The threaded rod is straight, but the way the coupler clamps down on the threaded rod it becomes off center, also my threaded rod is slightly smaller than 8mm.

I was able to remove the wobble by wrapping the Teflon tape around the threaded rod to make up the difference between the 8mm hole of the flexible coupler and the slightly smaller threaded rod, but under load it failed.

I am going to get the Z-Axis upgrade when I can.

will1384
Posts: 80
Joined: Sat Nov 23, 2013 5:48 am

Re: will1384's Shapeoko 2

Post by will1384 » Sun Mar 02, 2014 5:28 am

I had got the "MBE Extruder v9" 3D print head and found out later all the problems it has, so I also ordered the parts to fix it:

MK7 Extruder Gear Pulley - get the short one, not the longer one, cost $8

Makerbot Extruder Upgrade - from eBay, cost $12

M6x26 Rod Barrel, and PTFE tube 4mm OD, 2mm ID to make your own, or "30mm QU-BD PTFE lined Barrel" from eBay, cost $6 to $17

Aluminum Heater Block for Hotend, got has extra parts, and modified for use, from eBay, cost $2

Here is what the modified "MBE Extruder v9" 3D print head looks like:


This is the "Makerbot Extruder Upgrade"
Image

This is the modified "MBE Extruder v9" 3D print head attached to a MDF plug cut to fit my Bosch Colt mount, and a home made handle.
Image

The bottom, I modified a hotend block I got from eBay to fit the thermocouple of the PID Temperature Controller I plan on using, I have not installed the nozzle yet, but when I install the nozzle it sticks out below the Bosch Colt mount.
Image

Top, I should be able to quickly remove the 3D print head when I want to use the router.
Image

The front view, I hope the "MBE Extruder v9" metal mounting plate keeps the head level.
Image

I also modified a ATX power supply to power the hotend and heatbed.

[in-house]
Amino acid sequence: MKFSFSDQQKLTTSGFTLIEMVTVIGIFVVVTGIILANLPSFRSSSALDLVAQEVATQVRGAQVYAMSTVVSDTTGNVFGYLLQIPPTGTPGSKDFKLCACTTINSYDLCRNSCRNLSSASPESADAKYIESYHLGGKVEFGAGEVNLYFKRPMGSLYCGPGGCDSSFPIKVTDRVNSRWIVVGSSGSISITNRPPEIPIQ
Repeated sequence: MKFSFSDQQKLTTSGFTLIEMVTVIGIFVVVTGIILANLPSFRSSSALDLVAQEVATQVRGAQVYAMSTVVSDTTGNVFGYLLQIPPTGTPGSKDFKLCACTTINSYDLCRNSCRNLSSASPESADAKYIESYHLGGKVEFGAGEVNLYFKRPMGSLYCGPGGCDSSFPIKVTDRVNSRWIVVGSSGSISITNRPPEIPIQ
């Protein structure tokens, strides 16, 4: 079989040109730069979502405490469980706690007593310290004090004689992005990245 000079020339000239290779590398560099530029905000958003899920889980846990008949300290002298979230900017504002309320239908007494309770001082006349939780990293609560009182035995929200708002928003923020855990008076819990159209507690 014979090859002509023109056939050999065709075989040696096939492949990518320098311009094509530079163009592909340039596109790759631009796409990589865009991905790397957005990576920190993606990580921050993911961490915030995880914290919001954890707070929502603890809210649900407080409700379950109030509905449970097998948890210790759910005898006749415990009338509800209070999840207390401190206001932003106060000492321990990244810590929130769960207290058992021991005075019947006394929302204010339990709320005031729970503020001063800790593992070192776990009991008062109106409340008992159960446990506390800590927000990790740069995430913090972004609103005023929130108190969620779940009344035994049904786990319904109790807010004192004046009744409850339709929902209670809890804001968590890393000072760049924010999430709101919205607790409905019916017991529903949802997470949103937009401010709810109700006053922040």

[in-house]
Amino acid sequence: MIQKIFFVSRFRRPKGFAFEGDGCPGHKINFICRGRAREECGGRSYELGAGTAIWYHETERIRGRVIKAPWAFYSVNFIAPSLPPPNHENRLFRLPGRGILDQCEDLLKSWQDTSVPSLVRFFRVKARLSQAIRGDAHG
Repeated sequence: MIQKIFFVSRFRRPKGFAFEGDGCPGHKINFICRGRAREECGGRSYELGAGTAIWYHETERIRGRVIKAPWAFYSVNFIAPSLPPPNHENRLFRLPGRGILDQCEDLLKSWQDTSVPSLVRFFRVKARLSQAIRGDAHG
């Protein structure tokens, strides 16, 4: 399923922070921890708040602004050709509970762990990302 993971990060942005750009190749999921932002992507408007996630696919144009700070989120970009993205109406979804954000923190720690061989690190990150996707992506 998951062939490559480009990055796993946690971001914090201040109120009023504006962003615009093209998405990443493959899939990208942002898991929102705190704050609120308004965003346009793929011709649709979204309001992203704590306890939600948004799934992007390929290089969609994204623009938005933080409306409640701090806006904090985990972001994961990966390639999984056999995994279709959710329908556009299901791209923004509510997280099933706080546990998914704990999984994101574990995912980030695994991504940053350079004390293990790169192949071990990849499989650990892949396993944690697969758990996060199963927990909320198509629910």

Image


Now if I can get Mach3 running correctly, :cry:

will1384
Posts: 80
Joined: Sat Nov 23, 2013 5:48 am

Re: will1384's Shapeoko 2

Post by will1384 » Thu Mar 06, 2014 4:02 am

I got more done today :D


I cut some plastic away from the Makerbot Extruder Upgrade

Image

Then I drilled out a M6 bolt, and made the top act like a funnel.

Image

The Makerbot Extruder Upgrade should push the filament threw the modified M6 bolt.

Image

I added some parts from the J-Head Lite Kit.

Image

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This is what I use to power and control the heat, ATX power supply, PID Digital Temperature Controller, and 25a SSR DC-DC Relay with HeatSink.

Image

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And my first 3D Print :D

Image

Yea its not very good, but it works!!!

I printed a 10mm square at different temperature settings.

Image

I need to find the sweet spot for the temperature settings, and I think I may be losing some steps, so I need to adjust the velocity and acceleration settings under "motor tuning" in Mach3.

I also had problems with Mach3 were it acted like the work area was different than from what I told Slic3r, likely I forgot to configure something in Mach3.